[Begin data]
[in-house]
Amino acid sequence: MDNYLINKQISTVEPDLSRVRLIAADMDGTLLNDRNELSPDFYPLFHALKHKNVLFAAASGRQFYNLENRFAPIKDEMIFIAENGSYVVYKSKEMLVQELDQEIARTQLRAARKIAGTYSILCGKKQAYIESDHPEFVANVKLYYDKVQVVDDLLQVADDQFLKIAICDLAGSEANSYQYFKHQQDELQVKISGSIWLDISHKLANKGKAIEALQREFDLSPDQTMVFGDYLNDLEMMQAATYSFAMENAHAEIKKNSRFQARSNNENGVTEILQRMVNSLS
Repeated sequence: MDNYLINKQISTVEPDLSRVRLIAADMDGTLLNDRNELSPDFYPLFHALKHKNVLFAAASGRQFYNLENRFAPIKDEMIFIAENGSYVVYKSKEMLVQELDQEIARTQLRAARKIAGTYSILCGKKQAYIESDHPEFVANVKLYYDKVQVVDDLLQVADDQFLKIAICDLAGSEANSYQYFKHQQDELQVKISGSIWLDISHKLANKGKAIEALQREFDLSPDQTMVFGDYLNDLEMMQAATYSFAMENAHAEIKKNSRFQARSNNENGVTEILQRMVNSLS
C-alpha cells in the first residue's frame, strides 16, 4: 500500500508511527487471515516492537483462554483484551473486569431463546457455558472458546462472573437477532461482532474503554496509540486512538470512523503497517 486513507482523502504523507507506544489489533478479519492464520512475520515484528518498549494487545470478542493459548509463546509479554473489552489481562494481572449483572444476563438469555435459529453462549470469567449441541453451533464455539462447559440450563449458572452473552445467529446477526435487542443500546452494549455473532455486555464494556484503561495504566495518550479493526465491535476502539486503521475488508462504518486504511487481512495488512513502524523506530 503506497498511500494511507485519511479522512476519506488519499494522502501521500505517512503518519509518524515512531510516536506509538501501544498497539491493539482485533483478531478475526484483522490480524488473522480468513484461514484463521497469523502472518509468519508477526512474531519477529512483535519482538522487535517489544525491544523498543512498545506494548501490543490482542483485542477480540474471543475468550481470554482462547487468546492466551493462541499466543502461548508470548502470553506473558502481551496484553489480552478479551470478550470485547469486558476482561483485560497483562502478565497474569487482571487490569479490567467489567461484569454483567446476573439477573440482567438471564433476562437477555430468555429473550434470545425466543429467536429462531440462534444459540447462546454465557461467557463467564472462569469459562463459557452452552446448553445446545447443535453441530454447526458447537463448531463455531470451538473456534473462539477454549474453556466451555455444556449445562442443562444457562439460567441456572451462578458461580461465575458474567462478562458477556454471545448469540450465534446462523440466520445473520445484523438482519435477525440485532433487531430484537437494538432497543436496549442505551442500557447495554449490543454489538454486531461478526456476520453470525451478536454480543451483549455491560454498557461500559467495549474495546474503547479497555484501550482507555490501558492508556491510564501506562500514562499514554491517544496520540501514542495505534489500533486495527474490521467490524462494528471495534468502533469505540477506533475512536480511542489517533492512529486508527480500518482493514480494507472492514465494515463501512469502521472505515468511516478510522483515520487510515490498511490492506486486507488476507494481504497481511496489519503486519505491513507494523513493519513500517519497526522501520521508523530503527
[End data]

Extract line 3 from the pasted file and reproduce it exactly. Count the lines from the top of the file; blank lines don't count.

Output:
Repeated sequence: MDNYLINKQISTVEPDLSRVRLIAADMDGTLLNDRNELSPDFYPLFHALKHKNVLFAAASGRQFYNLENRFAPIKDEMIFIAENGSYVVYKSKEMLVQELDQEIARTQLRAARKIAGTYSILCGKKQAYIESDHPEFVANVKLYYDKVQVVDDLLQVADDQFLKIAICDLAGSEANSYQYFKHQQDELQVKISGSIWLDISHKLANKGKAIEALQREFDLSPDQTMVFGDYLNDLEMMQAATYSFAMENAHAEIKKNSRFQARSNNENGVTEILQRMVNSLS